Police admit eviction of homeless people who had tents destroyed was unlawful

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Original article by at OpenDemocracy republished under a Creative Commons Attribution-NonCommercial 4.0 International licence

Met chief Mark Rowley has apologised for the incident outside a London hospital in November

Met Police commissioner Mark Rowley has apologised for unlawfully ordering people sleeping rough to move from outside a hospital during an operation that also saw their tents destroyed.

The eviction in central London, first covered by openDemocracy, sparked outrage when videos showed tents being thrown into the back of a bin lorry by officers working for Camden Council.

It happened in November, days after disgraced former home secretary Suella Braverman declared homelessness was a “lifestyle choice” and was reported to be planning a crackdown on tents in urban areas.

Anthony Sinclair was arrested after refusing to leave the area and while in custody had all of his belongings and his tent binned. Backed by human rights campaign group Liberty and outreach workers at Streets Kitchen, Sinclair threatened legal action against the Met chief on the grounds that dispersal orders should not prevent people from accessing the place where they live. Liberty also said the actions of police breached his human rights and put him and others at risk of harm.

Now, in a letter, Rowley’s lawyers have stated: “The commissioner accepts that the decisions were unlawful in the circumstances, in particular as regards the direction for your client to leave a place where he had been living for some time.”

The ‘section 35’ dispersal order was issued by the Met after concerns from University College Hospital (UCH) about anti-social behaviour from people living in the tents outside. The landmark case could now stop such orders being used against people experiencing homelessness who have been in the same area for an extended period of time.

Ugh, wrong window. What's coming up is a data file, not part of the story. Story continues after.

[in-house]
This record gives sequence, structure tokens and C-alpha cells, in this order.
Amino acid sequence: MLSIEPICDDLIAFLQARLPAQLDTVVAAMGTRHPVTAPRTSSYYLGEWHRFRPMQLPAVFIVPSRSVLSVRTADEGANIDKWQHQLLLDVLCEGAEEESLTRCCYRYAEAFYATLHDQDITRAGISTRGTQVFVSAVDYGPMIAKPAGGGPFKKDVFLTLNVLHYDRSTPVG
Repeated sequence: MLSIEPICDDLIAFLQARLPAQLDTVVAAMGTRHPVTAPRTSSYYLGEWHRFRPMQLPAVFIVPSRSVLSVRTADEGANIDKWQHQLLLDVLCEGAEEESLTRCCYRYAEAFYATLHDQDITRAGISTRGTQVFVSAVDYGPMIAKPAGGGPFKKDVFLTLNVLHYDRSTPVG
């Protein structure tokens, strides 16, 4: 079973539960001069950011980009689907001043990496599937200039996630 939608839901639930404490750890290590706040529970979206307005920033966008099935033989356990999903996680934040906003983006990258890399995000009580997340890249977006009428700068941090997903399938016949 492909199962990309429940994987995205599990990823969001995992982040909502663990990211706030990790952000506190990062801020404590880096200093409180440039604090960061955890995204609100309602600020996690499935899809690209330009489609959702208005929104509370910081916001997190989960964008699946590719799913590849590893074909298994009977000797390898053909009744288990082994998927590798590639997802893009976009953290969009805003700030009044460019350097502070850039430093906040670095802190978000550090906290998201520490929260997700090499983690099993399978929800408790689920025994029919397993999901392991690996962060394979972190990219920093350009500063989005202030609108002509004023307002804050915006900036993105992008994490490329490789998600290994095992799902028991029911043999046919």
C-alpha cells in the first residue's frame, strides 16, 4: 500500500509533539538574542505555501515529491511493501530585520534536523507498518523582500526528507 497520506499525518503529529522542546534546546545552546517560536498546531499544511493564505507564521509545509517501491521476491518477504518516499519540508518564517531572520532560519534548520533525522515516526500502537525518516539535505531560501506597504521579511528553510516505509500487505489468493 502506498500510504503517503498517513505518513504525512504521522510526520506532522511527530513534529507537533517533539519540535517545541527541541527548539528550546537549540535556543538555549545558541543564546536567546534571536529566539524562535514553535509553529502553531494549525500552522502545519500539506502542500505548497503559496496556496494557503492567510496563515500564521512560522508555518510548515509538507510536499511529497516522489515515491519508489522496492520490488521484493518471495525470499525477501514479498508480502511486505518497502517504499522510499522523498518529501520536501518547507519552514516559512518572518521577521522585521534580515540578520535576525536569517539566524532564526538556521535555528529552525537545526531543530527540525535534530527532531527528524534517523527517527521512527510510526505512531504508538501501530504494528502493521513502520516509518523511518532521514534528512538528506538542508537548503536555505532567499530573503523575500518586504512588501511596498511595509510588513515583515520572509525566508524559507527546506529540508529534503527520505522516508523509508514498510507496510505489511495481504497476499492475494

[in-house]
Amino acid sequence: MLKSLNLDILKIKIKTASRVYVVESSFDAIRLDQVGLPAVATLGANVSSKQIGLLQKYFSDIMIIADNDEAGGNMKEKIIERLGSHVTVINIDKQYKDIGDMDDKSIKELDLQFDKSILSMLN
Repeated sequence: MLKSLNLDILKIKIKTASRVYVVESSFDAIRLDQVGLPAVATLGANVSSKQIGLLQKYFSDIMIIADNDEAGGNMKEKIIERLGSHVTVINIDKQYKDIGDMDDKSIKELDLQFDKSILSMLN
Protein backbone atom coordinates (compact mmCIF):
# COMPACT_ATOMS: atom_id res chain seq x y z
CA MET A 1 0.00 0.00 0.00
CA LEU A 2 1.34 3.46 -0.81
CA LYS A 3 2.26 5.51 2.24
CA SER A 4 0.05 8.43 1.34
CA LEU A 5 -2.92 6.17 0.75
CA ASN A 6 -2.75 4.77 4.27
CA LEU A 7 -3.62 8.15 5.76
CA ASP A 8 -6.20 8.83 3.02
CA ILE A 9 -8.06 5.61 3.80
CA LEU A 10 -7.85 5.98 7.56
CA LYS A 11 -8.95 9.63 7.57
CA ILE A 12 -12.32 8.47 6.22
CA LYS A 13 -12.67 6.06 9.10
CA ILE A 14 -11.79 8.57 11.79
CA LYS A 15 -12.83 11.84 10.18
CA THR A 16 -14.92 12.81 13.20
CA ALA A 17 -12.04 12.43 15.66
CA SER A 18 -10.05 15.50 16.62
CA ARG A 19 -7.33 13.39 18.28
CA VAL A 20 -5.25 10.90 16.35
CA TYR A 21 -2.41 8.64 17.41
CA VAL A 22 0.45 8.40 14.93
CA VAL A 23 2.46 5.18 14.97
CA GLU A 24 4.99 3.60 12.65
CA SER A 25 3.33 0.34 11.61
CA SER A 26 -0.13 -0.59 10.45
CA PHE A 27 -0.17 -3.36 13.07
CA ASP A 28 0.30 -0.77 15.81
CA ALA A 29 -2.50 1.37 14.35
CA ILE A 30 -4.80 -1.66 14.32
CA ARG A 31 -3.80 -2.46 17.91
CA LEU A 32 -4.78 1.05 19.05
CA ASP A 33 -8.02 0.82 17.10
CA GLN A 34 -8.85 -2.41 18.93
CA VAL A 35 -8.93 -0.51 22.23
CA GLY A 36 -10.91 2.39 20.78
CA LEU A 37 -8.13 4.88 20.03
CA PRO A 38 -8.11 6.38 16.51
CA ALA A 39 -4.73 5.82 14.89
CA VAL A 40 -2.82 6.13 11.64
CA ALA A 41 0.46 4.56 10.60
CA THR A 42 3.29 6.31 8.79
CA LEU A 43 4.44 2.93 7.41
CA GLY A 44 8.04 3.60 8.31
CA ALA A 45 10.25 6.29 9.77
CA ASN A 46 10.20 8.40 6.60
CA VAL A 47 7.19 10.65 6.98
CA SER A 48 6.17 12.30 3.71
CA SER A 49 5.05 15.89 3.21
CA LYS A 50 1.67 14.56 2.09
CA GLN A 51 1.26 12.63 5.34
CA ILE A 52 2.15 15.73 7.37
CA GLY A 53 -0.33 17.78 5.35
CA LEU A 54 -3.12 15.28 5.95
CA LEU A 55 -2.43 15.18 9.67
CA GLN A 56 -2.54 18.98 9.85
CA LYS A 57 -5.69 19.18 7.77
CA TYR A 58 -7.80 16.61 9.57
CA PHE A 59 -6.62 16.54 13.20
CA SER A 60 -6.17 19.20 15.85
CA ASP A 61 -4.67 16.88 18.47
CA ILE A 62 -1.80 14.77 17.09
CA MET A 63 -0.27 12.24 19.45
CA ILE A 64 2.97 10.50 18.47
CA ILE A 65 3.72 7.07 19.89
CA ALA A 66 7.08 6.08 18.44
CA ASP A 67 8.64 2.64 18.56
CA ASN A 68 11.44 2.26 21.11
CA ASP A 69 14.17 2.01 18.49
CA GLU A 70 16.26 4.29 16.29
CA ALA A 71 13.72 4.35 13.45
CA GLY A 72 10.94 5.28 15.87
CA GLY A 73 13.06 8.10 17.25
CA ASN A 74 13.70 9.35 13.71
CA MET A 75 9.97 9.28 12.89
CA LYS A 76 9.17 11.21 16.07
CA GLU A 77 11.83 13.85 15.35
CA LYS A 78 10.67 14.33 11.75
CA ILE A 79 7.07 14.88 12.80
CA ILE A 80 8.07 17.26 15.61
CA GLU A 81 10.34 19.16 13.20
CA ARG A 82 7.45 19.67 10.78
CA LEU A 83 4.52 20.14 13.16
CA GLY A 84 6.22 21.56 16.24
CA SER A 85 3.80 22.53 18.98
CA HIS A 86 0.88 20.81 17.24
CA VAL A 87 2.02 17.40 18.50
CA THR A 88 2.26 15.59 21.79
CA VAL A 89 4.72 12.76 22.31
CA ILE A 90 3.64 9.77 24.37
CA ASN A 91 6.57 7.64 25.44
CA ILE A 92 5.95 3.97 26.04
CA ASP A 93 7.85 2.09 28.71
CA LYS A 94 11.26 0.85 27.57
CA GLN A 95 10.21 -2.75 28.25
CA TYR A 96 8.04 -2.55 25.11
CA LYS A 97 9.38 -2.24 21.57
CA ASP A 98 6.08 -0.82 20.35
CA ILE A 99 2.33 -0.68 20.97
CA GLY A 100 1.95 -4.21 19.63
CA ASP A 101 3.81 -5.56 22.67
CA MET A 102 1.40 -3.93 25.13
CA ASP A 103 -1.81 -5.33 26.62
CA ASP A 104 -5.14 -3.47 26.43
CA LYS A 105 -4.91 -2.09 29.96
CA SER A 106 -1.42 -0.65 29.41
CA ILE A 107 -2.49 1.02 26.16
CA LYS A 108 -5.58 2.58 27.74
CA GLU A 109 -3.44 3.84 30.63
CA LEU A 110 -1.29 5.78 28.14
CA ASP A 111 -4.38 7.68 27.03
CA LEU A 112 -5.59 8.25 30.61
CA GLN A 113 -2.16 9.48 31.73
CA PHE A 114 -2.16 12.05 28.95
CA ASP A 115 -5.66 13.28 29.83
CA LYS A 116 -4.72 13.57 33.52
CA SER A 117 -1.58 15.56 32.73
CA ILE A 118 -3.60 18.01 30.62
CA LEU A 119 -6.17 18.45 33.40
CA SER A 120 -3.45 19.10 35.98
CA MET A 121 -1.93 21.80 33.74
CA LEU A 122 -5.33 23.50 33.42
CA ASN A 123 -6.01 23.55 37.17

Sinclair said: “The treatment that I and others received at the hands of police officers was inhumane.

“I was arrested for refusing to leave the place where I had been living for eight months, and while I was held for six hours in custody, my tent and other belongings were taken away and destroyed.

“I am glad to see this admission from the police that this was wrong, and I hope that no-one in the future receives the treatment that I did.”

The Met Police will also discuss compensation with Sinclair.

Elodie Berland, Streets Kitchen co-ordinator, said: “We were shocked, though not surprised, to witness the Metropolitan Police and Camden Council’s cruel actions attacking those at perhaps the lowest points of their lives experiencing homelessness.

“This was not an isolated incident where powers were used unlawfully to disperse people and destroy their possessions. This is sadly something we witness regularly.

“The Met’s acknowledgment that they indeed acted unlawfully and their apology are certainly a step in the right direction and highlights the need to always be observant and resist such cruel acts whenever they occur anywhere. Being homeless is not a crime – the fact that it exists should be.”

Camden’s Labour council initially said it had had “no role in enforcing this eviction” but, after looking into the matter further, vowed to carry out an “urgent investigation”. Its acting leader Pat Callaghan said at the time she was “deeply concerned” by the videos.

Liberty lawyer Lana Adamou said: “We all have the right to be treated with dignity and respect, whatever our circumstances. But increasingly, people living on the streets are being subject to unfair and degrading treatment by police, putting them at risk of harm.

“This government is criminalising poverty and homelessness, and police are misusing powers they have been given such as dispersal orders as a short-term fix to remove people from an area, instead of providing support or dealing with the root causes of these issues.